That evening, I was introduced to Ali. Ali was an Esfahan- born local carpet shop owner who loved to practice his English. Ali showed me around more of the city and told me of the market in town that I had to visit. Ali also showed me his carpets, which were renowned for their skill and craft.
Carpets, Spices, and Beautiful Mosques
Esfahan’s market rivaled Tehran’s. Its walkways are made of the original mudbrick and the shops are carved into the mud walls. It sells mush more traditional products, usually hand made. It’s also famous for its artisans; hand painted plates and handmade carpets being some of the more specialty items. Head deeper and you will find a bird market. Persians love their avian friends. They take pride in owning and caring for exotic, expensive species from around Asia. In fact, the type of bird you own can indicate an Iranian’s wealth.
The market is hard to navigate and getting lost is common. I did just this. Lost and confused, I ended up far away, finding myself in a traditional mudbrick suburb. That’s when the lights of a police car flashed. I was horrified. I had heard stories of travelers being accused of being spies and getting arrested. I pretended not to notice them, but the police pulled up beside me and grabbed my arm from the car.
“Where are you going, foreigner?” they demanded, while glaring into my eyes.
I stared back at them, horrified, and exclaimed that I was lost and I was looking for the Masjed-e Jameh.
“Get in the car foreigner, you’re coming with us,” the police said, while ushering me into the back seat.
We set off like a speeding bullet, zig-zagging in between traffic and people. The police officer in the passenger’s seat turned back to me and said “Welcome to Iran. We are the police, and we will take you to Masjed-e Jameh, and after we can go to Zayandeh, where there are Esfahan’s most beautiful bridges.” Shocked, I asked why they were doing this and they replied with one simple word: “Hospitality.” My police tour ended up being a fantastic experience. They gladly left me at the bridges and gave me directions on how to walk back to the main square from there. Even the police were great people.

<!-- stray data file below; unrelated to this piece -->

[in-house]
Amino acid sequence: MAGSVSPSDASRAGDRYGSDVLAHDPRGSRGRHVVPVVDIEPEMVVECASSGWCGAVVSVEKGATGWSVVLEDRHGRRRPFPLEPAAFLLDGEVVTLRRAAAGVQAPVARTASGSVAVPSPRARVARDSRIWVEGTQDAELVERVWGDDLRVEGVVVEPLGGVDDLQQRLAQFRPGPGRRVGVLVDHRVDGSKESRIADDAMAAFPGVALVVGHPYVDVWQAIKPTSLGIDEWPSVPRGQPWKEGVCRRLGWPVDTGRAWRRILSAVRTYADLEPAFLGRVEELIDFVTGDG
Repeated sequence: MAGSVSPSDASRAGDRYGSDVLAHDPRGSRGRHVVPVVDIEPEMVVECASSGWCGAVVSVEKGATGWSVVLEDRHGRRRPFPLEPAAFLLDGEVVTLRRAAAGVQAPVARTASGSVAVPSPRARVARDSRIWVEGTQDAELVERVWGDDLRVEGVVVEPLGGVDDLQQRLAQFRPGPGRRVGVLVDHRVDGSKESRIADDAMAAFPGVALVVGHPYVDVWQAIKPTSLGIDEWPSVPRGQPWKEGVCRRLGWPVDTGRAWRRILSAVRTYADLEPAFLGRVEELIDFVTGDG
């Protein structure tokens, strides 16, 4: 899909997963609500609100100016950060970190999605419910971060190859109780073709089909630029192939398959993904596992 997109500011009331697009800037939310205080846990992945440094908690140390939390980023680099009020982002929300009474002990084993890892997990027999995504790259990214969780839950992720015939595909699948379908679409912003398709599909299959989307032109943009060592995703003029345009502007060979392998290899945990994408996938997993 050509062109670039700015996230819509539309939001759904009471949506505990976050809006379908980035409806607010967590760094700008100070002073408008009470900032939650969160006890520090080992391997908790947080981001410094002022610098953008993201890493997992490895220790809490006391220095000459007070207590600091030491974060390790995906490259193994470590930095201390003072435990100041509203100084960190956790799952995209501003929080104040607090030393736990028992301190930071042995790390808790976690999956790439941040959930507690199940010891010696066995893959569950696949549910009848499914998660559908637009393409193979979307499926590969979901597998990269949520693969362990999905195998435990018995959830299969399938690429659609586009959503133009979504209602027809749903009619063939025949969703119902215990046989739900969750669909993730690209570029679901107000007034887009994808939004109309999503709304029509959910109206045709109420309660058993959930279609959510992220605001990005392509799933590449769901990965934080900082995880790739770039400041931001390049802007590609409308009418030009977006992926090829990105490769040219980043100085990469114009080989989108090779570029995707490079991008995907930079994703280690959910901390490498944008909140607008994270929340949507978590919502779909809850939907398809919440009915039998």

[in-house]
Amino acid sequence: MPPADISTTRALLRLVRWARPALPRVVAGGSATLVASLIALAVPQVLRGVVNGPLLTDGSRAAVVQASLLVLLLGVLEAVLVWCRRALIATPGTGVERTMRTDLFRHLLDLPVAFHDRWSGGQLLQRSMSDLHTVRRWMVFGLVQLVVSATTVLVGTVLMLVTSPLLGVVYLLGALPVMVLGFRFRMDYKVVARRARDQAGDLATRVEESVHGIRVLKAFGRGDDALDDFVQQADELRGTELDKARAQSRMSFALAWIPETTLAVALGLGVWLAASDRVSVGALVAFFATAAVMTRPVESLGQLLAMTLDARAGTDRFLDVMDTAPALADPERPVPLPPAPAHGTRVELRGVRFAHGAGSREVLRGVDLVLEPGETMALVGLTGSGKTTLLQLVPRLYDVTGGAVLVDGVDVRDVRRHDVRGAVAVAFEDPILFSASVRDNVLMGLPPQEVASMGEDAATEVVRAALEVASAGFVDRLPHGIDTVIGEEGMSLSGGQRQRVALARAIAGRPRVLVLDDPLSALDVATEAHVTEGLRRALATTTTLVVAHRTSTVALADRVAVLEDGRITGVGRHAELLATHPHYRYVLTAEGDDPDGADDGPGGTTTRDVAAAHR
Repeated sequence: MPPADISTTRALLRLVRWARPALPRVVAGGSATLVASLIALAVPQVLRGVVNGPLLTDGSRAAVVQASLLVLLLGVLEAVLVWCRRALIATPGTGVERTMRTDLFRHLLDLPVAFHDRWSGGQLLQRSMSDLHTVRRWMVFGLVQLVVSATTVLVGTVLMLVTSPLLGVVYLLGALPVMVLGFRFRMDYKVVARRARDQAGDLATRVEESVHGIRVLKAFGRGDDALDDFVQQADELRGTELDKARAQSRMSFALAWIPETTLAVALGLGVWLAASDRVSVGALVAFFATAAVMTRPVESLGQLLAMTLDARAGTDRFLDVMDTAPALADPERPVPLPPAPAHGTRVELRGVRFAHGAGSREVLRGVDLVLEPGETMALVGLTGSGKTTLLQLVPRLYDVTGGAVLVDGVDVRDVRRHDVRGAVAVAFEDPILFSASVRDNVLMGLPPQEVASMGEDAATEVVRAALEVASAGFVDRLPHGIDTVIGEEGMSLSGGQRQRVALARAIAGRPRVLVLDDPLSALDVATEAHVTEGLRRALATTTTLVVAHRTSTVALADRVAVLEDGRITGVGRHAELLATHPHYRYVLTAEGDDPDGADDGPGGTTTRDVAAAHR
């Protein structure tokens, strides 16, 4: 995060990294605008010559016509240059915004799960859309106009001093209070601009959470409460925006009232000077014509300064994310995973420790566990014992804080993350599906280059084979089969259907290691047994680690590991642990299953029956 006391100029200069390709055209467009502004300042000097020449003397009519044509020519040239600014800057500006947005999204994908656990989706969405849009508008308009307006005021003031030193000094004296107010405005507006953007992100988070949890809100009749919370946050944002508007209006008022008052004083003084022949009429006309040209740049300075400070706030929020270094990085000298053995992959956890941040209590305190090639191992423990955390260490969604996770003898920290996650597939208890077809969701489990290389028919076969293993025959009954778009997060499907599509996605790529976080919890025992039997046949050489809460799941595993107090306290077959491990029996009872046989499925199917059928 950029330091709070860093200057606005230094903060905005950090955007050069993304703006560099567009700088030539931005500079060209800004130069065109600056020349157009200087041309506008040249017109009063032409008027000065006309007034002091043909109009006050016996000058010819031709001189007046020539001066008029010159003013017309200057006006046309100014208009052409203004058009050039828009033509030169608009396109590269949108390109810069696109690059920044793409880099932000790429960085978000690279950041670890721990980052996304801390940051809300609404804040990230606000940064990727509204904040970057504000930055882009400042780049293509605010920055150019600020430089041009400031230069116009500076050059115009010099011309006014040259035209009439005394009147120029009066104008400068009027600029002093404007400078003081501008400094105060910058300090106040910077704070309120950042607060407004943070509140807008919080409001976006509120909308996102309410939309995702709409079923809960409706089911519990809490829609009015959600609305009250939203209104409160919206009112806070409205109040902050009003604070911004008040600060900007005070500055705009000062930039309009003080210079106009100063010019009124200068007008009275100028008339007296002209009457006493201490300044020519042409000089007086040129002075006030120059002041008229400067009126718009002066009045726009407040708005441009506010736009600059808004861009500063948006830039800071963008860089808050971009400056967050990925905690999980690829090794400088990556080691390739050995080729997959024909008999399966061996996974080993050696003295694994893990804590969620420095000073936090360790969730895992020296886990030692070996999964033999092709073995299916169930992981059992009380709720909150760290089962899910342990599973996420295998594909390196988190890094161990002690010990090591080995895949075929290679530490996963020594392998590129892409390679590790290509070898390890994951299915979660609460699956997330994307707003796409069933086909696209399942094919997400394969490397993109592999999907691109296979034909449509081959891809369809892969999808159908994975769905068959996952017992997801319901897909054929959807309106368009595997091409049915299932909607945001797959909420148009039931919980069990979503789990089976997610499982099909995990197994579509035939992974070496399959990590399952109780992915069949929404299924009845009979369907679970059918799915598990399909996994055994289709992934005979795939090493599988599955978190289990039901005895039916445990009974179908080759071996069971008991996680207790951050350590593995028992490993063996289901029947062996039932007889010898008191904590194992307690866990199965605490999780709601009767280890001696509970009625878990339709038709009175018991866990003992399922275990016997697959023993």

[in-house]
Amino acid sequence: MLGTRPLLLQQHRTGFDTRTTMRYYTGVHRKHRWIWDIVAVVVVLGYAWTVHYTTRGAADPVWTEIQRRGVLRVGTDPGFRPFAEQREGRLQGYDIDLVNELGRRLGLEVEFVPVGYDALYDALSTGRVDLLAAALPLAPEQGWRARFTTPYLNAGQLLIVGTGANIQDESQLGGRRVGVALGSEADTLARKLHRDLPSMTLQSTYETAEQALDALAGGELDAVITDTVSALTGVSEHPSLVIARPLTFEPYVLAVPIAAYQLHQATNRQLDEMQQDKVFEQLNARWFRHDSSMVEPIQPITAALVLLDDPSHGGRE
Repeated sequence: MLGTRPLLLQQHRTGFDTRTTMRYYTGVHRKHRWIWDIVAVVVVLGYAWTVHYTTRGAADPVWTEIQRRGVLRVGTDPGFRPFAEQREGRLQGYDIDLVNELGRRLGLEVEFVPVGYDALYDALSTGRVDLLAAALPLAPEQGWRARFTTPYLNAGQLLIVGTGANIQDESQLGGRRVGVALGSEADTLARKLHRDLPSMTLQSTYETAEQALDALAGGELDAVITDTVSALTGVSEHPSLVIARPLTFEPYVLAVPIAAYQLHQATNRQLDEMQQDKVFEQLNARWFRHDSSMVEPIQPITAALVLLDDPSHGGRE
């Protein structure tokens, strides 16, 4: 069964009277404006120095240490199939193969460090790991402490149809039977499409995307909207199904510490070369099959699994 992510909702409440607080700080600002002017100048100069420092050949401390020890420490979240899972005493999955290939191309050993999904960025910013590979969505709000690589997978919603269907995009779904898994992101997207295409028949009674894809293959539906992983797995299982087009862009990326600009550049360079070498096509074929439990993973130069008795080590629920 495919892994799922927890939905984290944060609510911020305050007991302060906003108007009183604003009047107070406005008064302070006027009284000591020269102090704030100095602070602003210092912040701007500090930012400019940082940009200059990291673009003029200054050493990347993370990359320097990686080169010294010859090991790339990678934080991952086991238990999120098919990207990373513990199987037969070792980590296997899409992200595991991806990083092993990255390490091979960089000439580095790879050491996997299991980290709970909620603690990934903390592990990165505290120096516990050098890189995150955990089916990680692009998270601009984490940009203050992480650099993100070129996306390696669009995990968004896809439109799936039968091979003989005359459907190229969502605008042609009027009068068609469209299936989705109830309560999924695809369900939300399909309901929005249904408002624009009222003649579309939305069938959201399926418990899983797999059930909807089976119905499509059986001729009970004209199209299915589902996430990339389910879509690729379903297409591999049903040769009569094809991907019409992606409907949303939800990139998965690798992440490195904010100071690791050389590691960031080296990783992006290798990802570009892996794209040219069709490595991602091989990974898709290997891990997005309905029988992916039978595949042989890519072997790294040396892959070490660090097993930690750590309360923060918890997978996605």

I had now spent a week in Iran and had not come across one radical or bad person. Iran is a nation of hospitality and beauty. I spent more days than I had thought I would in Esfahan. The city had a certain allure to it that made it hard to leave. The problem was my visa. It only allowed for another three weeks in Iran. So, it was south to Shiraz, my next destination, in one of the most amazing countries yet!
Location: Capital of Iran, Tehran. Esfahan, Iran
Costs: Bus ticket Tehran – Esfahan, 15 US Dollar. Mashad Hotel in Tehran – 8 US Dollar. Average taxi ride in the city – 4 US Dollar.
Currency: Rial, 1 US$ – 30200 Iranian Rial
Visa: Check out www.iranianvisa.com, They are a great on-line website that can help arrange visa’s and those nationalities who need to have a tour.
Tips: Do not take photos of the Anti-American propaganda as I did, you can be arrested for this. Take motorcycle taxi’s, they are cheaper. Food is hard to find in Tehran, look by the Bazaar for decent restaurants. Hitch-hiking is possible as Iranian hospitality is amazing.
Transport: Buses between cities are frequent and very comfortable. In the city best to take taxi, they are cheap and plentiful.
Recommended Tour Companies: G adventures actually does do tours to Iran. Tours are not for everybody, but if your alone or your country requires a tour to visit then check out G adventures! Highly Recommended!